“If the goal is to have more businesses creating sustainable successes at a wider range of scale, to create more options for users over time, open environments win every time,” he said. “Closed environments with a single point of distribution cement a rich-get-richer environment where discovery of new creations by their audience becomes increasingly difficult. Look no further than the relatively stable top ten on the iTunes App Store. While a lot of what’s there is genuinely best of its kind software, and their creators should be proud, when there’s only one store, there’s no denying that we tend to see the same creators’ names longer.
“We’re very open about our own self-interest here, and we believe that our interest is in perfect alignment with that of the customers on our platform: They want choices. They want to be in charge of what they experience, not reliant on what a centralized authority tells them they can or can’t experience. On closed platforms, where one party approves creators and there’s a single place to find games and apps, you’re much more limited, leading to companies needing to engage in an ever-increasing war for paid installs. As a person trying to connect people with quality games and apps, you have one overwhelmingly dominant trick in your book: Spend more money. That’s not sustainable in the long term.”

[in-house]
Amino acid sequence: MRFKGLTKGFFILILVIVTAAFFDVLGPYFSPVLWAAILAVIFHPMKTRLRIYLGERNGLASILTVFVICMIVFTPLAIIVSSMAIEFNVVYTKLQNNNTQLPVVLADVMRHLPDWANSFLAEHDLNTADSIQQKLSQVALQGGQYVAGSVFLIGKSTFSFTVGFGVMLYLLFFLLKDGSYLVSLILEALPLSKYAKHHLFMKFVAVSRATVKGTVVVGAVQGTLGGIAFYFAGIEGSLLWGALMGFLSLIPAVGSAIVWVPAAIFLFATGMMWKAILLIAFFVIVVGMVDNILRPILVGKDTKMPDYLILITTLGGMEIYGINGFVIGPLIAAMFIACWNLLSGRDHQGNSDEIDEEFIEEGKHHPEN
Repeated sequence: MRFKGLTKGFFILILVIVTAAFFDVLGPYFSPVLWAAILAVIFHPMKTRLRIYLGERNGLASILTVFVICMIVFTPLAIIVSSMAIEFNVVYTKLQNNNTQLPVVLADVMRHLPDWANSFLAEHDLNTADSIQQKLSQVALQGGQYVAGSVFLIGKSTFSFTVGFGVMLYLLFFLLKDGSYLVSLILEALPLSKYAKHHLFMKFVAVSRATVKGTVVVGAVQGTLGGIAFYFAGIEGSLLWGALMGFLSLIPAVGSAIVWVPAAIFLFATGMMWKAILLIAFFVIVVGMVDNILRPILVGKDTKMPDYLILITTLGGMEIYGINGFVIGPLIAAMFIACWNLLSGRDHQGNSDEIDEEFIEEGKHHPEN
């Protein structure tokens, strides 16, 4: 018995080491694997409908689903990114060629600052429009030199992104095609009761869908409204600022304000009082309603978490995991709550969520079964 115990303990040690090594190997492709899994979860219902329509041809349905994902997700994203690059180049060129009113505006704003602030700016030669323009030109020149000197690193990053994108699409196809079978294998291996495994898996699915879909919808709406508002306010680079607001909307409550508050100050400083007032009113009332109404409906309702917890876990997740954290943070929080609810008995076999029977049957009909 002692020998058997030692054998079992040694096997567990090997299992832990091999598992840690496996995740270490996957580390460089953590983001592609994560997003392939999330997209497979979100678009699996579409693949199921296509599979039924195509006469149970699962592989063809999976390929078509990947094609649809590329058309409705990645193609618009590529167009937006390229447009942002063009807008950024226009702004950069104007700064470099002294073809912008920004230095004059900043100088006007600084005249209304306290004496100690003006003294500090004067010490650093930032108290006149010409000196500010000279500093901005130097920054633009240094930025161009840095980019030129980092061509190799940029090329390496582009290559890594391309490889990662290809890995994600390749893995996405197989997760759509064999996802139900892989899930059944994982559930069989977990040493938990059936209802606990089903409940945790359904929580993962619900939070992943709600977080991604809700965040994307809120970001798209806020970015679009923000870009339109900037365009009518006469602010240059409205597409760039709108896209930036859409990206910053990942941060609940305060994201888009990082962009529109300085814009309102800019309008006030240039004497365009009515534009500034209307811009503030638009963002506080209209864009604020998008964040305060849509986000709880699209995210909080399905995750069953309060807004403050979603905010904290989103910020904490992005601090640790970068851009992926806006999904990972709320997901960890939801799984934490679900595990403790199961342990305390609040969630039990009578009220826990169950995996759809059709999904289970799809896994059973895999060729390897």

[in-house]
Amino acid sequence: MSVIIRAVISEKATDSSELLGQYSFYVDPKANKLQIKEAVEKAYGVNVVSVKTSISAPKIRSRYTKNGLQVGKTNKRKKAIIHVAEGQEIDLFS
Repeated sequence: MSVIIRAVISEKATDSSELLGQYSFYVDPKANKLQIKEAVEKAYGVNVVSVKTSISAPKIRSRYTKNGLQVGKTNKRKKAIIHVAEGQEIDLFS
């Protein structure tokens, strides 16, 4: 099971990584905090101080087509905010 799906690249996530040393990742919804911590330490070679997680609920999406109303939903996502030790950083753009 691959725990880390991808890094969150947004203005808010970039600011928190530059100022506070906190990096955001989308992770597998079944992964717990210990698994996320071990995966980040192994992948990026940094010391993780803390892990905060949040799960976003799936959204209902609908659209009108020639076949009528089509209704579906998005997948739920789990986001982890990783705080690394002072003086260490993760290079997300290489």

In closing, Hartsman said, “Think of how much better the mobile universe would be if all of those hundreds of millions of dollars currently going to user acquisition were instead going back into creating better experiences for customers. That’s the world we have on PC right now, and it would be a tragic loss for everyone in the ecosystem, users and creators alike, if that were to change.”
GamesBeat's creed when covering the game industry is "where passion meets business." What does this mean? We want to tell you how the news matters to you -- not just as a decision-maker at a game studio, but also as a fan of games. Whether you read our articles, listen to our podcasts, or watch our videos, GamesBeat will help you learn about the industry and enjoy engaging with it. Discover our Briefings.